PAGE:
There is much to shock and rattle you in today’s first-hand account from the New York Times journalists captured—and now released—by government forces in Libya this month. Anthony Shadid (reporter), Lynsey Addario (photographer), Stephen Farrell (journalist and videographer) and Tyler Hicks (photographer) team up for an A1 piece in which they recount their capture, captivity, brutal beatings and threats, and ultimately, the wait for their release in “a detention center that looked more like a double-wide trailer.”

Most readers will probably focus on the most gruesome aspects of the story they tell. This passage, in particular, seems lifted straight from a particularly sadistic horror film:

A man whom soldiers called the sheik questioned us, then began taunting Tyler.

“You have a beautiful head,” he told Tyler in a mix of English and Arabic. “I’m going to remove it and put it on mine. I’m going to cut it off.” Tyler, feeling queasy, asked to sit down.

We were finally put in a pickup where a soldier taunted Lynsey.

“You might die tonight,” he told her, as he ran his hand over her face. “Maybe, maybe not.”

But equally arresting are the moments in which these four journalists wrestle with the dilemma that faces many reporters, photographers, fixers, drivers, translators, and others like them, when they’re working in dangerous areas.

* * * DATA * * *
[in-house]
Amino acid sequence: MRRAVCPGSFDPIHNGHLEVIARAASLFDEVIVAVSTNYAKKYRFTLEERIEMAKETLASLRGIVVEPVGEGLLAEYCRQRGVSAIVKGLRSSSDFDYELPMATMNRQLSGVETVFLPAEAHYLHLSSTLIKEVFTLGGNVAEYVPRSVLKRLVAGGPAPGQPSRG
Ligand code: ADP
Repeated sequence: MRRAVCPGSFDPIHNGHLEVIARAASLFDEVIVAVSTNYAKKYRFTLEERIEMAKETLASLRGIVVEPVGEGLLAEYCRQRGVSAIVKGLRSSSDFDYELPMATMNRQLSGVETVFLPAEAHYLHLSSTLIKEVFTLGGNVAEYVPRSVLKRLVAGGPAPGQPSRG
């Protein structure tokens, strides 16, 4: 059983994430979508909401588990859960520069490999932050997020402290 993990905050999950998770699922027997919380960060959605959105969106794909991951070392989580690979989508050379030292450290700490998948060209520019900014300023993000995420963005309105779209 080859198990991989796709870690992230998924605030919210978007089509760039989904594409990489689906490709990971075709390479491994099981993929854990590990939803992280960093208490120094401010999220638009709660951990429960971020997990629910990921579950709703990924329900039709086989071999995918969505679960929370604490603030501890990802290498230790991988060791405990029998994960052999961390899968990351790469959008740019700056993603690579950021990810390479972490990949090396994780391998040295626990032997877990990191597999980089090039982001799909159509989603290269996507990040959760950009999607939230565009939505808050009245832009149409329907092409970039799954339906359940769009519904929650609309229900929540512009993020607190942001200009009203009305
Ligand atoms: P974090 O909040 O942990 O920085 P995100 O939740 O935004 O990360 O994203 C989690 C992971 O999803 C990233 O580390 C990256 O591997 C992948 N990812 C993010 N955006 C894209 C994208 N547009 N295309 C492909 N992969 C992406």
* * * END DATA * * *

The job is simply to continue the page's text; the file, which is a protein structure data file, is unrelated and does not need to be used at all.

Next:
There is this:

We wondered whether we would be delivered into more sinister hands. After the no-fly zone was imposed and we heard volleys of antiaircraft fire, we thought that a desperate government could make us human shields. Weighing over all of us was guilt for what we had put our families and friends through.

And then this:

From the pickup, Lynsey saw a body outstretched next to our car, one arm outstretched. We still don’t know whether that was Mohammed. We fear it was, though his body has yet to be found. If he died, we will have to bear the burden for the rest of our lives that an innocent man died because of us, because of wrong choices that we made, for an article that was never worth dying for. No article is, but we were too blind to admit that.

It’s important to note—as Joe Pompeo reports at The Cutline—that there are still thirteen journalists in captivity in Libya. Let’s hope they will soon be able to tell their stories as well.


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Joel Meares is a former CJR assistant editor.